Elise Schiller was hopeful Monday morning when she lined up to enter City Hall, ready to testify at a hearing on Philadelphia's opioid crisis. It was hope tinged, as everything is for Schiller, with grief. She would not have been standing in that line if Giana were alive.

The last six years of Schiller's life have been a series of sorrows. The shock when Giana Natali, her youngest, a former Division I swimmer at Rutgers and a veterinary nurse, told her she had become addicted to opioids. The false hope from treatment programs that never seemed to stick. The anguish of Giana's death in 2014, of a heroin overdose at one of those treatment facilities. She was 33.

And then the anger when Schiller and her husband delved into Giana's medical files and realized how badly she had been failed by the drug counselors who pushed outdated treatments instead of medication.

But Schiller over the last few years has put that anger to action. The Germantown resident has become an advocate for better treatment and last year served on a committee for the city's opioid task force, where she found a committed group of people willing to educate themselves and others. That experience left her feeling hopeful. She carried it to City Hall with her testimony Monday.

Then she walked into Room 400.

None of the activists and advocates who'd lined up to testify got to speak. That's because most of the Council members there acted as if they were college freshmen who hadn't done last night's reading and were hoping the professor didn't notice.

Everyone noticed.

Shocking: ignorance from the greatest deliberative body on earth.

"The absolute lack of knowledge and understanding on the part of some Council people is sort of astonishing," Schiller observed. Don't they have staffs? she wondered. They do. And whatever they've been up to, it hasn't involved a crash course on the epidemic that has killed nearly 3,000 people in Philadelphia in the last three years.

Take Councilman Bobby Henon. At least 122 people died of overdoses in the Sixth District in the first nine months of 2017, and Henon spent his time on the floor asking entry-level questions about how detox works. This from a guy who fought a methadone clinic in his own district.

"I don't claim to know what the best way to treat it is," he said of opioid addiction.

Then there was Councilman Mark Squilla, whose district abuts Kensington and whose early support of safe injection sites gave way Monday to questions about the success rate of medication-assisted treatment, which is the gold-standard treatment for opioid-use disorder. He said he was "scared" people would be on medication forever. A city doctor had to come up and tell him that it's OK if people take medication for, you know, a disease.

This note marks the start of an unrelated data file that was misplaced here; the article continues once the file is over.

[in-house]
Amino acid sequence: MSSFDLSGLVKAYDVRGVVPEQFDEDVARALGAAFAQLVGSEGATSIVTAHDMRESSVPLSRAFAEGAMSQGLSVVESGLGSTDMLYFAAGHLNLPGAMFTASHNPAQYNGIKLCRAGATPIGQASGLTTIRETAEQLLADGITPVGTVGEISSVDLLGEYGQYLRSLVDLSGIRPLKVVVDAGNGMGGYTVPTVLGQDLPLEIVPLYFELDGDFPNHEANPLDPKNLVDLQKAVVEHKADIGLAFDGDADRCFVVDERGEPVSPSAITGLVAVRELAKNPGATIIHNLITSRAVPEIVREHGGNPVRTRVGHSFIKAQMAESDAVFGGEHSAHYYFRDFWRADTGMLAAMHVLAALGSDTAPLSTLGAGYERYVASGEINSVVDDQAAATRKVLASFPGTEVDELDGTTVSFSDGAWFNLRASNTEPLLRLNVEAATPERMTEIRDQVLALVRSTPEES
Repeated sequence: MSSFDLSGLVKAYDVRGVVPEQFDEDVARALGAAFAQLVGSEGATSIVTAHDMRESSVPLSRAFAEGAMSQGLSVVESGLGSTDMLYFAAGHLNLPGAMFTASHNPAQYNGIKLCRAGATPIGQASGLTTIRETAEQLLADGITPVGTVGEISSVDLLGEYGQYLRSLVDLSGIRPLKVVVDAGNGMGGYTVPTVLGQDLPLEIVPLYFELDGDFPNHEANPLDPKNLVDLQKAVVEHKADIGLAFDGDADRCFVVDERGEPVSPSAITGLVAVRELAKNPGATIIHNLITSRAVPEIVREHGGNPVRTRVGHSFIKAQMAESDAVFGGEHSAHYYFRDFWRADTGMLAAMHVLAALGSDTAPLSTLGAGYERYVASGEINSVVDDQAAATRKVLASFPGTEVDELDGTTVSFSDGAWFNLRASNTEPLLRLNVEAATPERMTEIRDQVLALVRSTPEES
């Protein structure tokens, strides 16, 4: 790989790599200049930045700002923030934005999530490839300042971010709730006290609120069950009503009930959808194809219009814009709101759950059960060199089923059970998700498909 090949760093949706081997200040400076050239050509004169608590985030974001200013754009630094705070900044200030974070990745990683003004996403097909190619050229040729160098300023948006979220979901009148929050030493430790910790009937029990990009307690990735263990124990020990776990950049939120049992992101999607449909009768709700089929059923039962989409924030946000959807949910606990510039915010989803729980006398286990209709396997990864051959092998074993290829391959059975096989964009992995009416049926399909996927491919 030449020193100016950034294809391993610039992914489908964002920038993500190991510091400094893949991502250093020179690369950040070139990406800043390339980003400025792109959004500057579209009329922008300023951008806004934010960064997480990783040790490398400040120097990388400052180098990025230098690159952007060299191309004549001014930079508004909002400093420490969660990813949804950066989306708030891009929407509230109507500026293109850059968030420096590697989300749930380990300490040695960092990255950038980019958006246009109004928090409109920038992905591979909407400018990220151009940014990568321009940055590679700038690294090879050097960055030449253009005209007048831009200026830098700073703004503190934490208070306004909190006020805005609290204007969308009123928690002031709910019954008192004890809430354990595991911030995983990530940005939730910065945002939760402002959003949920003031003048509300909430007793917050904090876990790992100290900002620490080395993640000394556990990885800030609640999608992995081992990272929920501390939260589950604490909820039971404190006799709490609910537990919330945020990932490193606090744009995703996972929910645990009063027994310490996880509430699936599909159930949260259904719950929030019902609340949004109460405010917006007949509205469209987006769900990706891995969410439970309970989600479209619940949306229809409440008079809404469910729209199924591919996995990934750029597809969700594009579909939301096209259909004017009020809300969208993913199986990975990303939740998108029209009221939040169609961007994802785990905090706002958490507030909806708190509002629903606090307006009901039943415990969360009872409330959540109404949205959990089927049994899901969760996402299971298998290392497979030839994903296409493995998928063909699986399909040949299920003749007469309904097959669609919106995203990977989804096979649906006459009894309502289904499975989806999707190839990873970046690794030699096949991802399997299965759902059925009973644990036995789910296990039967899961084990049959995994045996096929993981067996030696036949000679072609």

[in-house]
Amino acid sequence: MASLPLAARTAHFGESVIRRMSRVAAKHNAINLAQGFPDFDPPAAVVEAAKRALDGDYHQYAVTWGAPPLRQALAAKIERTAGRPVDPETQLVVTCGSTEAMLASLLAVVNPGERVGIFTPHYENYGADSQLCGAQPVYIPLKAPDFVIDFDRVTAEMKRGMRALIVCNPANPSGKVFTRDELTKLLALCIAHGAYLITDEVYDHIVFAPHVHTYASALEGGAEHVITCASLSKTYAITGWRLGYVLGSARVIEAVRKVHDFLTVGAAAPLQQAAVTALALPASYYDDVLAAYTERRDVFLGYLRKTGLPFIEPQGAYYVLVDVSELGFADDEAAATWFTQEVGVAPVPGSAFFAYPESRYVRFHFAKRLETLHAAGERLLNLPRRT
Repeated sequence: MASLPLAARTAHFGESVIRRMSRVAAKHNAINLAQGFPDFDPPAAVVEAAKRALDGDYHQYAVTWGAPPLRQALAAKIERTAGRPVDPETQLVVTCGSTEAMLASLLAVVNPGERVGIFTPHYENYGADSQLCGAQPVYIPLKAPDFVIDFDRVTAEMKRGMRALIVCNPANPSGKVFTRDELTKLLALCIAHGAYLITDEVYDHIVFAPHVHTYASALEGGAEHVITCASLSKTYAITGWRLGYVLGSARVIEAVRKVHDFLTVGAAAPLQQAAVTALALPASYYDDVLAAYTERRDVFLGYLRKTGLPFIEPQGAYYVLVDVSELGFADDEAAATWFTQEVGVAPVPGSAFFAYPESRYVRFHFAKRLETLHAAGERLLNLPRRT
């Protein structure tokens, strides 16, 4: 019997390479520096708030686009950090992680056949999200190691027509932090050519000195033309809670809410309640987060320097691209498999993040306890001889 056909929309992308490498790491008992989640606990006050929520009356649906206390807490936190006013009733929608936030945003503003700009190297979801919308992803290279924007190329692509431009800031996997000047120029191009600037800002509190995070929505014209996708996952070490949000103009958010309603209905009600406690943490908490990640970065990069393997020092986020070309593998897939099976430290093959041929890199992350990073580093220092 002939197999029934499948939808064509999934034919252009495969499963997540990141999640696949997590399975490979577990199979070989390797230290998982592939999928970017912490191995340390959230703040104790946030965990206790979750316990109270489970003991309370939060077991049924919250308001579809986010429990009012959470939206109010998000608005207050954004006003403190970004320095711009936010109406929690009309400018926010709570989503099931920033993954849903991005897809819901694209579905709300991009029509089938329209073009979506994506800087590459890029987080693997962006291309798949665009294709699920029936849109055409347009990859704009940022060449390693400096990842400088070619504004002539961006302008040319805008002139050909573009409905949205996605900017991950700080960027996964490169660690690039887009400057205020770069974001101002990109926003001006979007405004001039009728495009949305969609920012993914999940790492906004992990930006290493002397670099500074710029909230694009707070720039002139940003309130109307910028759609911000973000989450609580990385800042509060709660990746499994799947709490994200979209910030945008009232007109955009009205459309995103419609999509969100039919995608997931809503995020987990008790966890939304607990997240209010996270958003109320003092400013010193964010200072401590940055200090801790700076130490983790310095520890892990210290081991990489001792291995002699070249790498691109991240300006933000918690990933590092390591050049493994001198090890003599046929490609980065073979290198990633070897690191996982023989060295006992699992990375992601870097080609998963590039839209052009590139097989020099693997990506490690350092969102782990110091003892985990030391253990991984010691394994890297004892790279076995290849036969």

And then there was Councilman Curtis Jones Jr., who went on a long soliloquy about McDonald's. Some franchises in his district are considering closing, he said, because too many people in addiction are dropping in. In fairness, small business owners have faced challenges as a result of the opioid crisis. But in a city where 1,200 people died last year, an argument that boils down to "Won't someone think of the Hamburglar?" seems a bit … off-key.

To her credit, Councilwoman Helen Gym raised important concerns about the trauma of schoolchildren in Kensington.

And Councilwoman Maria Quiñones-Sánchez, who convened the hearing and whose district lost at least 287 last year — almost the city's homicide rate — grilled city officials with critical questions about funding and accountability for treatment programs, and the housing crisis. People need safe spaces to get well, she told me afterward. (I think that logic extends to supporting safe injection sites. She's not ready to accept that, she told me.)

I don't agree with some of the councilwoman's positions. But she was on the front lines of this crisis before anyone else started paying attention.

And she's far ahead of colleagues in districts that abut hers, whose constituents are likely using and dying and living on the streets in Kensington. Three years into the worst public health crisis in a century, and they treated the hearing as if it were Opioids 101.

All throughout, Schiller jotted down notes for her own testimony, if she could ever get to the floor. All the things she wanted to correct the Council members on.

"Do they want to solve this or what?" she thought. "Do they want to be in the lead on this?"

She never got the mic. She sat in the gallery, with her picture of Giana, the one from high school graduation that she carries everywhere. She dropped her testimony on the pile with the others. I read it, later that day. I hope Council does, too.